Nonrespiratory Stenotrophomonas maltophilia infection at a children's hospital

Carlos A. Sattler, Edward Mason, Sheldon Kaplan

Research output: Contribution to journalArticlepeer-review

61 Scopus citations


To describe Stenotrophomonas maltophilia infection in children, we reviewed the medical records of patients with isolates from nonrespiratory sites and identified 85 episodes, 51 (60%) of which represented true infection. Forty-two episodes (82.4%) were hospital acquired. Commonly associated with S. maltophilia infection were underlying illness (in 90.2% of cases), previous hospitalizations (in 78.7%), previous antibiotic exposure (in 78.4%), and the presence of a central venous catheter (in 76.5%). Polymicrobial isolates were obtained in 70.6% of episodes; Pseudomonas aeruginosa and Acinetobacter species were the most common coisolates. Bloodstream infection was the most frequent clinical syndrome (32 [63%] of 51 episodes). Fever or sepsis occurred in 22 (69%) and shock in 10 (31%) of 32 episodes. Infection at other sites was less severe. The most active antibiotics in vitro were trimethoprim-sulfamethoxazole and ticarcillin-clavulanate. The overall and attributable mortality rates were 12.5% and 6.3%, respectively. S. maltophilia appears to be an important cause of nosocomially acquired bacteremia in children. The significance in children of isolation from other sites is less clear.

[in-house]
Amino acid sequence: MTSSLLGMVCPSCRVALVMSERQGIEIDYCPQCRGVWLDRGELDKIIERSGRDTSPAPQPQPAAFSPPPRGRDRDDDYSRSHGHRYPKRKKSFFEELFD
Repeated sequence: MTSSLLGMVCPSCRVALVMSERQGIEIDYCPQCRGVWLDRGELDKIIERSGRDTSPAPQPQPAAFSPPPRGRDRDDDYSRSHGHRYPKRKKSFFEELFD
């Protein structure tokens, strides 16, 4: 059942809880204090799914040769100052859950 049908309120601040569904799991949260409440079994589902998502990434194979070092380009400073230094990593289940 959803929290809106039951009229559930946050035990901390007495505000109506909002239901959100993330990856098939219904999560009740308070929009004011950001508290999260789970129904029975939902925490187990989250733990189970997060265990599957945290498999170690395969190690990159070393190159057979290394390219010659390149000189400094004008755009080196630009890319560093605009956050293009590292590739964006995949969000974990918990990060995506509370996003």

Original languageEnglish (US)
Pages (from-to)1321-1330
Number of pages10
JournalClinical Infectious Diseases
Issue number6
StatePublished - 2000

ASJC Scopus subject areas

  • Microbiology (medical)
  • Infectious Diseases


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